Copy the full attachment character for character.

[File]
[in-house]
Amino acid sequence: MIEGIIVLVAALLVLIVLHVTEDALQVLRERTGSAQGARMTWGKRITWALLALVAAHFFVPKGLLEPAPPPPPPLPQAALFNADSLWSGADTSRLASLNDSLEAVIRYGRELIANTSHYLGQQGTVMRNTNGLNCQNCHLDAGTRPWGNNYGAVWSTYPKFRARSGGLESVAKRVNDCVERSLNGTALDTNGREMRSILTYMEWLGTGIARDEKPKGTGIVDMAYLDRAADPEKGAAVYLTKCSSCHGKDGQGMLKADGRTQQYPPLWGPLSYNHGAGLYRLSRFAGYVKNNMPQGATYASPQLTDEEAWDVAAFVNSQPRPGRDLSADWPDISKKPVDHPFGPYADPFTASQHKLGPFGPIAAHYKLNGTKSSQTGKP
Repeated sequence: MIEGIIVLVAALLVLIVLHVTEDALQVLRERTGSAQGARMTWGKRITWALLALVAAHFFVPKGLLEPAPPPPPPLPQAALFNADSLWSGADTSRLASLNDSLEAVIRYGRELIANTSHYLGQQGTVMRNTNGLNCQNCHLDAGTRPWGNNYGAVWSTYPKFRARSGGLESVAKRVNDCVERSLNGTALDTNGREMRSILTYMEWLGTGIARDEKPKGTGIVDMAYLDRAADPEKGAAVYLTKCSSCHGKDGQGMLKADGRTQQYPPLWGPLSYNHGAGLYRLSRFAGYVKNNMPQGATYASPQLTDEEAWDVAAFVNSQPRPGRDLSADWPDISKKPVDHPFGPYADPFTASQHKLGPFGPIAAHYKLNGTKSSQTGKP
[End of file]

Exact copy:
[in-house]
Amino acid sequence: MIEGIIVLVAALLVLIVLHVTEDALQVLRERTGSAQGARMTWGKRITWALLALVAAHFFVPKGLLEPAPPPPPPLPQAALFNADSLWSGADTSRLASLNDSLEAVIRYGRELIANTSHYLGQQGTVMRNTNGLNCQNCHLDAGTRPWGNNYGAVWSTYPKFRARSGGLESVAKRVNDCVERSLNGTALDTNGREMRSILTYMEWLGTGIARDEKPKGTGIVDMAYLDRAADPEKGAAVYLTKCSSCHGKDGQGMLKADGRTQQYPPLWGPLSYNHGAGLYRLSRFAGYVKNNMPQGATYASPQLTDEEAWDVAAFVNSQPRPGRDLSADWPDISKKPVDHPFGPYADPFTASQHKLGPFGPIAAHYKLNGTKSSQTGKP
Repeated sequence: MIEGIIVLVAALLVLIVLHVTEDALQVLRERTGSAQGARMTWGKRITWALLALVAAHFFVPKGLLEPAPPPPPPLPQAALFNADSLWSGADTSRLASLNDSLEAVIRYGRELIANTSHYLGQQGTVMRNTNGLNCQNCHLDAGTRPWGNNYGAVWSTYPKFRARSGGLESVAKRVNDCVERSLNGTALDTNGREMRSILTYMEWLGTGIARDEKPKGTGIVDMAYLDRAADPEKGAAVYLTKCSSCHGKDGQGMLKADGRTQQYPPLWGPLSYNHGAGLYRLSRFAGYVKNNMPQGATYASPQLTDEEAWDVAAFVNSQPRPGRDLSADWPDISKKPVDHPFGPYADPFTASQHKLGPFGPIAAHYKLNGTKSSQTGKP